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8 ways Twitter’s longer tweets will help journalists

Last week Twitter unleashed the floodgates on 280-character tweets, rolling the feature out to everyone just over a month after testing the feature with select users. While the change may have some of the social media giant’s fans lamenting the watering-down of the platform, the change will have several benefits for journalists.

While good journalism and a good tweet generally have conciseness in common, Twitter’s 140-character limit created new challenges for accurately tweeting news items. Here are just a few benefits journalists start seeing now that we have a little more room to breathe.

This one seems like the first and most obvious benefit. It’s hard to give accurate information in 140-characters. Crafting an accurate tweet is similar to trying to craft an accurate headline. That difficulty is one reason why newspapers sometimes use subheads to help clarify or bring accuracy to a headline. On Twitter, you only have 140-characters and if you can’t fully explain it, you  are left with the options to send a followup tweet, choose not to tweet the information for fear of sending out an inaccurate message, or cringe and send something that you know may be misinterpreted.

For complex or more nuanced stories, many journalists send an initial tweet followed by several followup tweets. Expanding the character limit will cut down on this and allow reporters to report more information on breaking stories in more logical chunks of information. Followup tweets often get missed or overlooked due to the fact that they are the second or third in a series. Doubling the length of a tweet will make it less likely your audience will miss important information because it was given as part of a series of tweets.

One of the chief complaints I hear from journalists on Twitter is that they have a great quote from a source that they want to share on Twitter, but they can’t because — while it was a dynamite quote — the source didn’t keep it to 140-characters of Twitter goodness. While we will all mangle our own words to fit something into 140-characters, we’re not going to misquote a source to fit it in, so a lot of good quotes don’t get shared.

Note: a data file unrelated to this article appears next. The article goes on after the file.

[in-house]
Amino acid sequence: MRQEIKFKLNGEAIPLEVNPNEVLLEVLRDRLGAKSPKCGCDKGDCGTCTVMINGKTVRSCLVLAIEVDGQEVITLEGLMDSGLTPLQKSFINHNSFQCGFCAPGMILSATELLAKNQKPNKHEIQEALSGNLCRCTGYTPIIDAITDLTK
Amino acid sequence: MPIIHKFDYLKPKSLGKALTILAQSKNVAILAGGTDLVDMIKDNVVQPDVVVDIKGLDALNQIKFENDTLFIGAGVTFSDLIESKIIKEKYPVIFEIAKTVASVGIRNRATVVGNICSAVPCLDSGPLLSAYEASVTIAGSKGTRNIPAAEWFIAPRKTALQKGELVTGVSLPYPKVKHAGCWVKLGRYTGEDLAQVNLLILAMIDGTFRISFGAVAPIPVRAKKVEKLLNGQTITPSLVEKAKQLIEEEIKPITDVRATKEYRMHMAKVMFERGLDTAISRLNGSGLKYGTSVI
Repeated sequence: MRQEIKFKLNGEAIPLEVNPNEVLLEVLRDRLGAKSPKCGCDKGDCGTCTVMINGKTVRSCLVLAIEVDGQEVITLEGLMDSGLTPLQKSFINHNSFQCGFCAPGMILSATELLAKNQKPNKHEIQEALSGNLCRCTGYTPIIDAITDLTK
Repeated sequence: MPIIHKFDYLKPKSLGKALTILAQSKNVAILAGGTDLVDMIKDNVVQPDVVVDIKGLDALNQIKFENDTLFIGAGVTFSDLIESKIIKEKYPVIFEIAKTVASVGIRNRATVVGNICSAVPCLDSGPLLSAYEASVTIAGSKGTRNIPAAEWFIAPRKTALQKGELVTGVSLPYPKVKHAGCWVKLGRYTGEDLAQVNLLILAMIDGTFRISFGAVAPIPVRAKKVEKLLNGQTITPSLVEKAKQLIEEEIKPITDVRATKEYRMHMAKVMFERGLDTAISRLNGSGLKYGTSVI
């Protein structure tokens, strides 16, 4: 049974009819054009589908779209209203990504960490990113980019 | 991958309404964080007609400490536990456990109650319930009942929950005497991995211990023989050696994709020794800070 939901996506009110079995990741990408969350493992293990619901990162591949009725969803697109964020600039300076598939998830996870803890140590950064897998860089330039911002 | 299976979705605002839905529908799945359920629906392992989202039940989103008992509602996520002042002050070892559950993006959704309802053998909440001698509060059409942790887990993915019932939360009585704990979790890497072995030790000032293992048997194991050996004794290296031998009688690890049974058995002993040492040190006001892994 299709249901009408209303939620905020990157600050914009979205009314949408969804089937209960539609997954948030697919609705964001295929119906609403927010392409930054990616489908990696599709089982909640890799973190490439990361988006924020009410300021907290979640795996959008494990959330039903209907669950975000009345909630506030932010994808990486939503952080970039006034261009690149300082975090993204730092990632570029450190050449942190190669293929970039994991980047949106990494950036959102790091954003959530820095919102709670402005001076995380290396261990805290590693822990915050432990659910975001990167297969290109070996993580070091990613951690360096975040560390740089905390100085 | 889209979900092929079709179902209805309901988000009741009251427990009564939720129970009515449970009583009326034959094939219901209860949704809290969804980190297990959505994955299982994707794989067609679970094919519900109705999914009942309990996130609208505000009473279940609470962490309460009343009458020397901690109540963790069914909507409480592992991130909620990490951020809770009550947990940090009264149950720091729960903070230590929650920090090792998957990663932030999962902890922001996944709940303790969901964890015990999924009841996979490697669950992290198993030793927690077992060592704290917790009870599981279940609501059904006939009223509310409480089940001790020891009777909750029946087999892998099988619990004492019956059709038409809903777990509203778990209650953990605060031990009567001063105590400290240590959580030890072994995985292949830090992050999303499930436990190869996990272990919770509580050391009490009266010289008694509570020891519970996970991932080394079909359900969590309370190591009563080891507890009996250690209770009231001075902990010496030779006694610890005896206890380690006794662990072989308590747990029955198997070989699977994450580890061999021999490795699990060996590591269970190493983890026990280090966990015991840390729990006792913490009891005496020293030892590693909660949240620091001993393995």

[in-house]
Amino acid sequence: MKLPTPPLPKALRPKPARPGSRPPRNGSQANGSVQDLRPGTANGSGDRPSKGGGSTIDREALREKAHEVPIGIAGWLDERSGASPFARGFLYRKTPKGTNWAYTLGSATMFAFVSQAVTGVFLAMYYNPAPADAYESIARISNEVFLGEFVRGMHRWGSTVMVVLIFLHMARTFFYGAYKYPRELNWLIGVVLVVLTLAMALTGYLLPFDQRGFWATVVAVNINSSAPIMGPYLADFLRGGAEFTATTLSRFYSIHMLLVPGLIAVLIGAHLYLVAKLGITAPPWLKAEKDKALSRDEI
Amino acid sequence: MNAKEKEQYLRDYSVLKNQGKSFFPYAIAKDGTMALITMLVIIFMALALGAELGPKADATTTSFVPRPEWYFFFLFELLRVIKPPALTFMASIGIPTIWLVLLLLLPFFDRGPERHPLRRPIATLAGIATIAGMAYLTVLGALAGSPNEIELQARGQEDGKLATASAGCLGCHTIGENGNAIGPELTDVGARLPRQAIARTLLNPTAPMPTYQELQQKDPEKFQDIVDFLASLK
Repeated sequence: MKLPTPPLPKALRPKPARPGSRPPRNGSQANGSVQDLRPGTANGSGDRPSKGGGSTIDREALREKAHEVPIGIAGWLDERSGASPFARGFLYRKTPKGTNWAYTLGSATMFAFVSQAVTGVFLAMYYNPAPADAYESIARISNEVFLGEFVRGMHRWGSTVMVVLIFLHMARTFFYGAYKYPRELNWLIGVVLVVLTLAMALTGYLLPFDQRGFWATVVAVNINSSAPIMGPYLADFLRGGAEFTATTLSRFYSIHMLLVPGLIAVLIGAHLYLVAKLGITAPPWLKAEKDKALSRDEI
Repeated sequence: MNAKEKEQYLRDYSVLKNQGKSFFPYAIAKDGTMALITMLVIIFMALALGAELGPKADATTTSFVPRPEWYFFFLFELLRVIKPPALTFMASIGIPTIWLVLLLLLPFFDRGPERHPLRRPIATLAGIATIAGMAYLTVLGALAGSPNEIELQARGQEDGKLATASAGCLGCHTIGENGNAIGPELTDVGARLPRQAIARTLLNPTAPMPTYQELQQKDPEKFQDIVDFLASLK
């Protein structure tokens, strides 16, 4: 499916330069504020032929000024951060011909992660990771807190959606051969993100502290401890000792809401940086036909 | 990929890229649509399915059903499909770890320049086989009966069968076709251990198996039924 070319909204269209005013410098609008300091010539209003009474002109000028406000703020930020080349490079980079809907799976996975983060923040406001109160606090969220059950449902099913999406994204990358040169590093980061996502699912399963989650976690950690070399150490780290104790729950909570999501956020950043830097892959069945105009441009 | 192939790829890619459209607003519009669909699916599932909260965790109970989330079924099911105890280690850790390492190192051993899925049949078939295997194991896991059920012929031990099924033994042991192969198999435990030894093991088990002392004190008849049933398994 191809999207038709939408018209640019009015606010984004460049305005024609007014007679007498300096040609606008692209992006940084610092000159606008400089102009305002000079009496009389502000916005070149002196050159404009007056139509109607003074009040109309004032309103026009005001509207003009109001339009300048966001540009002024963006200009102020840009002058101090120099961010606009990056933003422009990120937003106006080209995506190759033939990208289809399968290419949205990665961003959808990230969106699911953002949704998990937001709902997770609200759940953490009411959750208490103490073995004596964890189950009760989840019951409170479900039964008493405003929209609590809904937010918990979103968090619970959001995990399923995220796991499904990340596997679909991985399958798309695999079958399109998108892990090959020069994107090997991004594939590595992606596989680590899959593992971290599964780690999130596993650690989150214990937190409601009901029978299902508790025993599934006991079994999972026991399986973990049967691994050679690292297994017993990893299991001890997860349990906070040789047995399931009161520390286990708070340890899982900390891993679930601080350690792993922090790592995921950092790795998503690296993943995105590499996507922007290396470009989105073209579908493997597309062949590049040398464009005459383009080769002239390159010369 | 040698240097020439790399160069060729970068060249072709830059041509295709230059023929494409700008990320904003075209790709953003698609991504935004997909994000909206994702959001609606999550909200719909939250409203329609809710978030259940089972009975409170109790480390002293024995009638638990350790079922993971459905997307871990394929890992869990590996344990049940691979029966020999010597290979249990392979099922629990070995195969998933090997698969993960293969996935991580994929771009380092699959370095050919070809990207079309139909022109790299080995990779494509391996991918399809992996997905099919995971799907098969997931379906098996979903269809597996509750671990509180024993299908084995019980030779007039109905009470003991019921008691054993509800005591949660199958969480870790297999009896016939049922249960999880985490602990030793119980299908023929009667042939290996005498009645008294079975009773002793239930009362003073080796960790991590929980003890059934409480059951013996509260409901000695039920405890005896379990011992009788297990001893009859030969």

AP Style has long told us not to abbreviate anything that doesn’t need to be abbreviated. Twitter style, on the other hand, demands we abbreviate in ways we aren’t even comfortable with. Every time we have to replace for with 4 or to with 2, a journalist dies a little on the inside. In fact, for most of us, 280 is great, but we would be happy with 148, just enough to get some of those pesky abbreviations out of the way.

Twitter has been great for reporters covering live events. It is fast and efficient and it allows reporters to get the details of a story out to the public faster than they can set up a camera or publish to a website. However, having to craft a perfect 140-character summary of a developing story takes time away from covering the story. The increase allows reporters to spend more time reporting and less time composing and crafting the tweet itself.

280 characters isn’t a lot, but it is a lot more. It is enough space to allow journalists to tell the story instead of just summarize it. Obviously, we won’t always be able to tell the whole story in one tweet, but it is going to be a shift in how reporting is handled over Twitter, and I believe that shift will be a win for journalism. One of Twitter’s biggest problems right now is lack of context. The new tweet length allows better context without becoming a blogging platform.

Many news organizations have found that the best way to avoid Twitter confusion, is to simply tweet the headline. This strategy is bolstered by New York Times research showing that tweets with just the headline get more clicks, but a change to Twitter’s rules means we need to change our tactics. Facebook reports that longer posts from news organizations get more clicks. While important stories, should probably still be tweeted with the headline only, 280 characters will allow us to use quotes or descriptions along with the URL instead of just the headline.

The reason Twitter is thinking about and ultimately will decide to increase the character limit is that the social media company has always had a problem with retention. One reason users sign up, stay a day, and never use their accounts again is because 140-characters is a hard sell. Twitter is hoping that more people will use the platform and stick around if they have more space to work with. This is the biggest benefit to journalists. Right now, Twitter is kind of an echo chamber where journalists, news junkies and politicians talk to each other. If this change catches on and works the way Twitter hopes, it will expand the reach of any news organization that uses twitter.

One word of caution though. Just because you can do something, doesn’t mean you should. Good journalism should be concise, so if you can say it in 140-characters and say it well and accurately, you should still try to keep your tweets as concise as possible.

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